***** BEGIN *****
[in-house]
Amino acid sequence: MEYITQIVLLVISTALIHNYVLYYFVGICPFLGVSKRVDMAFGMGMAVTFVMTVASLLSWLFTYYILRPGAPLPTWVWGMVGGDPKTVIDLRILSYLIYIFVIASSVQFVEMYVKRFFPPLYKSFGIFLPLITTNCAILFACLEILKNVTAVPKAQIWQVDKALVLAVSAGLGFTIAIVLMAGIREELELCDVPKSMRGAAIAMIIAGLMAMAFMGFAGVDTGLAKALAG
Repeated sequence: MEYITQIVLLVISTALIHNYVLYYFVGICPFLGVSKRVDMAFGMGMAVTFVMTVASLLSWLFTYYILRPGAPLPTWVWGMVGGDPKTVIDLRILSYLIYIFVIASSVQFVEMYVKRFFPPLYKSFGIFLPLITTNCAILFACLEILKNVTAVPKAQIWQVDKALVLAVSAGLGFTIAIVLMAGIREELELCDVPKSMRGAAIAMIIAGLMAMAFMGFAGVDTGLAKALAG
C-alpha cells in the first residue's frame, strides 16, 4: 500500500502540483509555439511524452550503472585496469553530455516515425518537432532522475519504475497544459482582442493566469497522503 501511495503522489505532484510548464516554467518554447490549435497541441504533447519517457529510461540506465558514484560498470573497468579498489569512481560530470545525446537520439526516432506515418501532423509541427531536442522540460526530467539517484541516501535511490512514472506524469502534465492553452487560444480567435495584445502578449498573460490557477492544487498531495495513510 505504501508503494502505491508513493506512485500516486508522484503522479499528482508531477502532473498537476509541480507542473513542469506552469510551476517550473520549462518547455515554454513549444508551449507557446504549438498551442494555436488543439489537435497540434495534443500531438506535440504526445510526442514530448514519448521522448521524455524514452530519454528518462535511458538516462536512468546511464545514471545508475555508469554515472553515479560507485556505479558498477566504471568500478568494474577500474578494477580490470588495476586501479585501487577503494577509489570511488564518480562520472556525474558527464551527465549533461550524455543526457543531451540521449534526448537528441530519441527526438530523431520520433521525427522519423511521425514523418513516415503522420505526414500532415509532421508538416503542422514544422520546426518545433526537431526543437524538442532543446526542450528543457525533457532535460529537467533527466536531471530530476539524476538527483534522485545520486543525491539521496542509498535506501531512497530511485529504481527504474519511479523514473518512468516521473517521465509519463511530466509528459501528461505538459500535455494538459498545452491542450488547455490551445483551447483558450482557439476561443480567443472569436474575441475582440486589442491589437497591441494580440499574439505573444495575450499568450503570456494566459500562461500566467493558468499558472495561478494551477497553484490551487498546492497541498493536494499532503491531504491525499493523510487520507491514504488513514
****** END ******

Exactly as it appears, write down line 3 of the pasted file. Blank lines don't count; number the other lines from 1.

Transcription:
Repeated sequence: MEYITQIVLLVISTALIHNYVLYYFVGICPFLGVSKRVDMAFGMGMAVTFVMTVASLLSWLFTYYILRPGAPLPTWVWGMVGGDPKTVIDLRILSYLIYIFVIASSVQFVEMYVKRFFPPLYKSFGIFLPLITTNCAILFACLEILKNVTAVPKAQIWQVDKALVLAVSAGLGFTIAIVLMAGIREELELCDVPKSMRGAAIAMIIAGLMAMAFMGFAGVDTGLAKALAG